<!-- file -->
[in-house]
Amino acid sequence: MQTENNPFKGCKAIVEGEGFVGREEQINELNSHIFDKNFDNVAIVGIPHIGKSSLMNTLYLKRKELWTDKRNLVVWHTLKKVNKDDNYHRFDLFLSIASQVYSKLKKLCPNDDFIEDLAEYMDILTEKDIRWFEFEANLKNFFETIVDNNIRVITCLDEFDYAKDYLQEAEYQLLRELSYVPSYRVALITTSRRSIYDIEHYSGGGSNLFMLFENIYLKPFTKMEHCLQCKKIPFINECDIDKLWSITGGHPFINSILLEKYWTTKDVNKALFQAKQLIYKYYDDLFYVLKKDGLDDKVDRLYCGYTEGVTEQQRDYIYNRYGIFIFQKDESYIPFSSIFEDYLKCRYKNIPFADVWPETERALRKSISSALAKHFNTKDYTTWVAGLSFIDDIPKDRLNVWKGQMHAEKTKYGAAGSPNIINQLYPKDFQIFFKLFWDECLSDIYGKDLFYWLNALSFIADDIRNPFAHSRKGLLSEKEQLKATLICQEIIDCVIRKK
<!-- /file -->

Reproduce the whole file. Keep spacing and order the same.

[in-house]
Amino acid sequence: MQTENNPFKGCKAIVEGEGFVGREEQINELNSHIFDKNFDNVAIVGIPHIGKSSLMNTLYLKRKELWTDKRNLVVWHTLKKVNKDDNYHRFDLFLSIASQVYSKLKKLCPNDDFIEDLAEYMDILTEKDIRWFEFEANLKNFFETIVDNNIRVITCLDEFDYAKDYLQEAEYQLLRELSYVPSYRVALITTSRRSIYDIEHYSGGGSNLFMLFENIYLKPFTKMEHCLQCKKIPFINECDIDKLWSITGGHPFINSILLEKYWTTKDVNKALFQAKQLIYKYYDDLFYVLKKDGLDDKVDRLYCGYTEGVTEQQRDYIYNRYGIFIFQKDESYIPFSSIFEDYLKCRYKNIPFADVWPETERALRKSISSALAKHFNTKDYTTWVAGLSFIDDIPKDRLNVWKGQMHAEKTKYGAAGSPNIINQLYPKDFQIFFKLFWDECLSDIYGKDLFYWLNALSFIADDIRNPFAHSRKGLLSEKEQLKATLICQEIIDCVIRKK